The chicken, the egg and the preschool

American Jewry's commitment to giving has created social pressure to be successful enough to be generous.

jp.services1 (photo credit: )
(photo credit: )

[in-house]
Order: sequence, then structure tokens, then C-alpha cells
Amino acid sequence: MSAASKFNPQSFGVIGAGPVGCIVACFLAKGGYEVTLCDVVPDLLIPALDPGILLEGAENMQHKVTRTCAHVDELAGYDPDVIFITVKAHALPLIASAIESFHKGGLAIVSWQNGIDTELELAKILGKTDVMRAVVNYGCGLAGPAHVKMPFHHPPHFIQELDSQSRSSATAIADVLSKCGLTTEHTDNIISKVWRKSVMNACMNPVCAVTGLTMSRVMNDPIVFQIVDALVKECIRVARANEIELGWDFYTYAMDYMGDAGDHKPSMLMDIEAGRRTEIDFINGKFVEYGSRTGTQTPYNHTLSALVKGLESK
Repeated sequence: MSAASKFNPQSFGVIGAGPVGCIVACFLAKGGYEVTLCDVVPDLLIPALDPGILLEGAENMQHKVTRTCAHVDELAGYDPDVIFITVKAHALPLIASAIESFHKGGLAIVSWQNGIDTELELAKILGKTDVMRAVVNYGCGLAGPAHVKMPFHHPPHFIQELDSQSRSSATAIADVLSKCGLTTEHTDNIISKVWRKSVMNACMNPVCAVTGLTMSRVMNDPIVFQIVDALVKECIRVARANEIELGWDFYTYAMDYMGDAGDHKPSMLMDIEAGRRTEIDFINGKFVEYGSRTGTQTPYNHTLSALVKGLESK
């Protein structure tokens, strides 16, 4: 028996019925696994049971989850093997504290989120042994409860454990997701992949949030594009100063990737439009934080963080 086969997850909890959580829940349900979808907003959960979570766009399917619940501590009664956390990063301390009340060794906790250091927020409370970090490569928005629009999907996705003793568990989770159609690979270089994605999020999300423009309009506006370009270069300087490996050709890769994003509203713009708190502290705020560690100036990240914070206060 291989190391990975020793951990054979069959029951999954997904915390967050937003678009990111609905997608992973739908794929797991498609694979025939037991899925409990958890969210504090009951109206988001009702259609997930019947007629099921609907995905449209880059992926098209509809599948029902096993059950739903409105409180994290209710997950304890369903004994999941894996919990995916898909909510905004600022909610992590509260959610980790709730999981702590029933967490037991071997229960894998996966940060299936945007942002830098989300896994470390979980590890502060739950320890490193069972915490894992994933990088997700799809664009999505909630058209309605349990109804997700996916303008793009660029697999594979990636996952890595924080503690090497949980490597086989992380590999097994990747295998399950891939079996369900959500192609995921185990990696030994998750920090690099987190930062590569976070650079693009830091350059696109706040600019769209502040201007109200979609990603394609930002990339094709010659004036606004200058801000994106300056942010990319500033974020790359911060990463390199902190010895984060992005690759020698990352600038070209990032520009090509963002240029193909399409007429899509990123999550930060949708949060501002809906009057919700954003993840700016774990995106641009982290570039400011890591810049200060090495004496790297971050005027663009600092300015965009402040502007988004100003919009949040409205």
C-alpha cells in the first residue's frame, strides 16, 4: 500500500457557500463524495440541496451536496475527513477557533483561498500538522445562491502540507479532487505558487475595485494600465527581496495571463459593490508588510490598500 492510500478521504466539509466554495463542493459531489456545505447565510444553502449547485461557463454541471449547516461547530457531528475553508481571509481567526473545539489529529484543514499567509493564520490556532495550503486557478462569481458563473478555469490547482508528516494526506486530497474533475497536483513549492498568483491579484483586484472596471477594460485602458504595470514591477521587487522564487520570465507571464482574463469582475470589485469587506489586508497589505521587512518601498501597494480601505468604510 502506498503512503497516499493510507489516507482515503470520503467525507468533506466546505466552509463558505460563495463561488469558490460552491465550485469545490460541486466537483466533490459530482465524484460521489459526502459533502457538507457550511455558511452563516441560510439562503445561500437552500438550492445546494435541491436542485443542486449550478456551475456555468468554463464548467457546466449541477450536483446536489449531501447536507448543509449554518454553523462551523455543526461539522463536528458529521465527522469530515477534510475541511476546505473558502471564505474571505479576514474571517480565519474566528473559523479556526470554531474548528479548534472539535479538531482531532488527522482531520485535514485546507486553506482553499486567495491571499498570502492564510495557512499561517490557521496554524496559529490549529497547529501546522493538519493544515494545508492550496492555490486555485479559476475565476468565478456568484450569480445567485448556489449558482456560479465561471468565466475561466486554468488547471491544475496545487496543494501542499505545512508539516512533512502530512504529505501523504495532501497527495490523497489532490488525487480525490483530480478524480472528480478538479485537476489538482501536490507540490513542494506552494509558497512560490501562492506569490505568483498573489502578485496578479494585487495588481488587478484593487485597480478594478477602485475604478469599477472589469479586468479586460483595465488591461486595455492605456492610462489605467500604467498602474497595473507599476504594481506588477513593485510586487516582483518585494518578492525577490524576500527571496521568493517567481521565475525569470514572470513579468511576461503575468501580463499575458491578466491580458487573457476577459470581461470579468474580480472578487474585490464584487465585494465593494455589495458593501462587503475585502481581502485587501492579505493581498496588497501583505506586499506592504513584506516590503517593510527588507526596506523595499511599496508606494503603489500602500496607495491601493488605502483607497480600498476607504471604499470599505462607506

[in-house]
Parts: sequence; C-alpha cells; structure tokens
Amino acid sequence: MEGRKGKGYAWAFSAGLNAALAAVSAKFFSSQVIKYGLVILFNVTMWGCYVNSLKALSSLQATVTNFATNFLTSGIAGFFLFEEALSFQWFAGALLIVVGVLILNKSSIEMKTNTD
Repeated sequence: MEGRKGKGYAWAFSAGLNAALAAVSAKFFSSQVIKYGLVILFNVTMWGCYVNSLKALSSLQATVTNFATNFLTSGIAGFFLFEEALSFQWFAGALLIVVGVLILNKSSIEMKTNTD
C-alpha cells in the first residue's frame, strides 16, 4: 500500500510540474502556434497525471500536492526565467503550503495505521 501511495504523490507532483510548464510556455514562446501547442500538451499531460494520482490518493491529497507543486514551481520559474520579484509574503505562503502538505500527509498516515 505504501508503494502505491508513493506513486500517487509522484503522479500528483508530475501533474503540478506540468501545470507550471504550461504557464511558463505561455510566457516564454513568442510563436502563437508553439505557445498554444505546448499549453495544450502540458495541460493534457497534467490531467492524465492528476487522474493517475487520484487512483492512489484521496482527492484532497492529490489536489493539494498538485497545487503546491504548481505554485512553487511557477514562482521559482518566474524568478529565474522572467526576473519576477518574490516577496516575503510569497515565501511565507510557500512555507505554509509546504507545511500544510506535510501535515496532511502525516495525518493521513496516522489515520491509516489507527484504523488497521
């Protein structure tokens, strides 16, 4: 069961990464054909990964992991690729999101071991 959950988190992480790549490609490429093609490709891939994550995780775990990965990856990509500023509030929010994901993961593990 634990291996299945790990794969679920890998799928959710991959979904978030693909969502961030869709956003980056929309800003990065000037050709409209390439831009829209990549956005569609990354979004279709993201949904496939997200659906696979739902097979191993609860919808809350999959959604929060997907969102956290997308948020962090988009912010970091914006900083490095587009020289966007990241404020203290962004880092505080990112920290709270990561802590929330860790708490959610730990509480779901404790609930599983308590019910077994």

My journey through American Jewish communities with seven other Israeli journalists enters its fifth day Thursday as we lift off for our third destination: New York. Flipping through notes from Chicago two busy days after leaving the town, I'm struck by a small snippet of our conversation with the Chicago Jewish federation's chief executive Steven Nasatir. "Aren't day schools the answer to restoring the Jewish affiliation of young people?" I asked Nasatir, assuming I was throwing out an easy one to set him up for my follow-up - which would probably be, "so what are you doing about it?" But Nasatir doesn't play by the book. "Day schools are not the panacea they're made out to be," he answers. The reasons include cost - "in New York, day school costs $24,000 [in tuition] a year" - a cultural commitment to integration - "there's a value to sending kids to public school, to create the melting pot" - and, most interestingly, "the chicken-and-egg story." What does he mean? "People who send their kids to day school," he believes, "are already committed," so it's not the institution that will bring in the unaffiliated. Or, in the words of his colleague Misha Galperin, head of the Washington, D.C., Jewish federation who spoke to us Wednesday morning, "it's not about cost, but about price." Those who value intensive Jewish education will pay whatever they must to give it to their children. Those who do not value that experience won't pay even if they can afford it. So, if even day schools aren't the answer, what can bring in the young people? Nasatir pins great hopes on his community's "next big idea" - subsidized Jewish preschool through $1,000 vouchers to one child in each family, a program for which the Chicago federation has set aside tens of millions of dollars. "Sending every Jewish child to preschool changes the Jewish behavior for the young parents," he explains. By keeping their young children in a Jewish institution, young parents are regularly engaged and activated by communal institutions. It's a good idea, "and we're going to see if it works over the next couple years," he says. After all, "the American Jewish community is not going to wake up tomorrow and send all its kids to day school." Yes, there are poor Jews One out of five American Jews is poor. Whatever conventional wisdom or stereotypes - even those held by Jews - may say, the Jewish community has many hundreds of thousands of members living below the abysmally low American poverty line. Visiting Chicago's EZRA Multi-Service Center is an eye-opening window into this phenomenon. It's not easy being a poor Jew. Paradoxically, American Jewry's cultural commitment to giving has created the corollary social pressure to be successful enough to be generous. EZRA, a federation arm which costs some $2.3 million each year, tries to be the JCC, the "hevre," for Jews who cannot afford membership dues. "Yes, there are poor Jews," says EZRA director Anita Weinstein. "There are poor and homeless Jews living in cars in forest preserves." The problem is exacerbated in the Jewish community, where "there's a risk and shame factor in coming forward as poor. You won't find these people in shul with you." How does EZRA create a community among non-donating Jews? Using federation money and help from synagogues - "the shuls are extremely generous" in supporting EZRA's work, Weinstein enthuses - "we have created a hevre here, a very real community for them." The 3,000 people who come through EZRA's doors each year find not only the basics, such as food, medicine and clothing, but Shabbat dinners, holiday celebrations, old friends and even a vocational service that will find them work. Perhaps best of all, the members participate. "We've been together as a community for 20 years, and we have a phone tree so that if someone's sick you can get on the phone tree and someone will go visit them."